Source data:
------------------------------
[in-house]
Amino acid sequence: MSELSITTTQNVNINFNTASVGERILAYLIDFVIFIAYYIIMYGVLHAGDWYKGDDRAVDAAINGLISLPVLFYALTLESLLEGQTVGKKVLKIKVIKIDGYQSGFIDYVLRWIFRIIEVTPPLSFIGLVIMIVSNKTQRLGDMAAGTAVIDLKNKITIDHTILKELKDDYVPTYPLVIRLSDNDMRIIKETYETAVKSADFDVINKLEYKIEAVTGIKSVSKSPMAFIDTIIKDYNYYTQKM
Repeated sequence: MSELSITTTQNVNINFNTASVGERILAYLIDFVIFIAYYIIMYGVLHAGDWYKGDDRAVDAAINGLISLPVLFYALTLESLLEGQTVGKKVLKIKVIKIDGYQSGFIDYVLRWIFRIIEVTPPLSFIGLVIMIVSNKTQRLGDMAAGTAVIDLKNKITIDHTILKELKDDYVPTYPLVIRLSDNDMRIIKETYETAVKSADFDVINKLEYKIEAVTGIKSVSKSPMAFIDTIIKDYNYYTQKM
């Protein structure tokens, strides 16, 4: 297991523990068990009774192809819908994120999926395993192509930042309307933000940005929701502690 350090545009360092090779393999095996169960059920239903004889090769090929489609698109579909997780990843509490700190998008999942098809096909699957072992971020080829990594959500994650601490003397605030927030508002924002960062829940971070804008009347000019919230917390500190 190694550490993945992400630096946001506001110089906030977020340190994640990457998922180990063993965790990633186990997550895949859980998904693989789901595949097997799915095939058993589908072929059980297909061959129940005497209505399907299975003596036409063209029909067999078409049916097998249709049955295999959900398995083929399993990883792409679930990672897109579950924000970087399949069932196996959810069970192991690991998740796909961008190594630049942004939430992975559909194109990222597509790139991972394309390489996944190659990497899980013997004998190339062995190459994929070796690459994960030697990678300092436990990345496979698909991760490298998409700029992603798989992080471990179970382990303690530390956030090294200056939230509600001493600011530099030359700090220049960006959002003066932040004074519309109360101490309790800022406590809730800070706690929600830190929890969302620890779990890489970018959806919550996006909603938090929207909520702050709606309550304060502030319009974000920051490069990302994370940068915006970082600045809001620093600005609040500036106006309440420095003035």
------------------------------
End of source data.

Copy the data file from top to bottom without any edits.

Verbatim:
[in-house]
Amino acid sequence: MSELSITTTQNVNINFNTASVGERILAYLIDFVIFIAYYIIMYGVLHAGDWYKGDDRAVDAAINGLISLPVLFYALTLESLLEGQTVGKKVLKIKVIKIDGYQSGFIDYVLRWIFRIIEVTPPLSFIGLVIMIVSNKTQRLGDMAAGTAVIDLKNKITIDHTILKELKDDYVPTYPLVIRLSDNDMRIIKETYETAVKSADFDVINKLEYKIEAVTGIKSVSKSPMAFIDTIIKDYNYYTQKM
Repeated sequence: MSELSITTTQNVNINFNTASVGERILAYLIDFVIFIAYYIIMYGVLHAGDWYKGDDRAVDAAINGLISLPVLFYALTLESLLEGQTVGKKVLKIKVIKIDGYQSGFIDYVLRWIFRIIEVTPPLSFIGLVIMIVSNKTQRLGDMAAGTAVIDLKNKITIDHTILKELKDDYVPTYPLVIRLSDNDMRIIKETYETAVKSADFDVINKLEYKIEAVTGIKSVSKSPMAFIDTIIKDYNYYTQKM
């Protein structure tokens, strides 16, 4: 297991523990068990009774192809819908994120999926395993192509930042309307933000940005929701502690 350090545009360092090779393999095996169960059920239903004889090769090929489609698109579909997780990843509490700190998008999942098809096909699957072992971020080829990594959500994650601490003397605030927030508002924002960062829940971070804008009347000019919230917390500190 190694550490993945992400630096946001506001110089906030977020340190994640990457998922180990063993965790990633186990997550895949859980998904693989789901595949097997799915095939058993589908072929059980297909061959129940005497209505399907299975003596036409063209029909067999078409049916097998249709049955295999959900398995083929399993990883792409679930990672897109579950924000970087399949069932196996959810069970192991690991998740796909961008190594630049942004939430992975559909194109990222597509790139991972394309390489996944190659990497899980013997004998190339062995190459994929070796690459994960030697990678300092436990990345496979698909991760490298998409700029992603798989992080471990179970382990303690530390956030090294200056939230509600001493600011530099030359700090220049960006959002003066932040004074519309109360101490309790800022406590809730800070706690929600830190929890969302620890779990890489970018959806919550996006909603938090929207909520702050709606309550304060502030319009974000920051490069990302994370940068915006970082600045809001620093600005609040500036106006309440420095003035």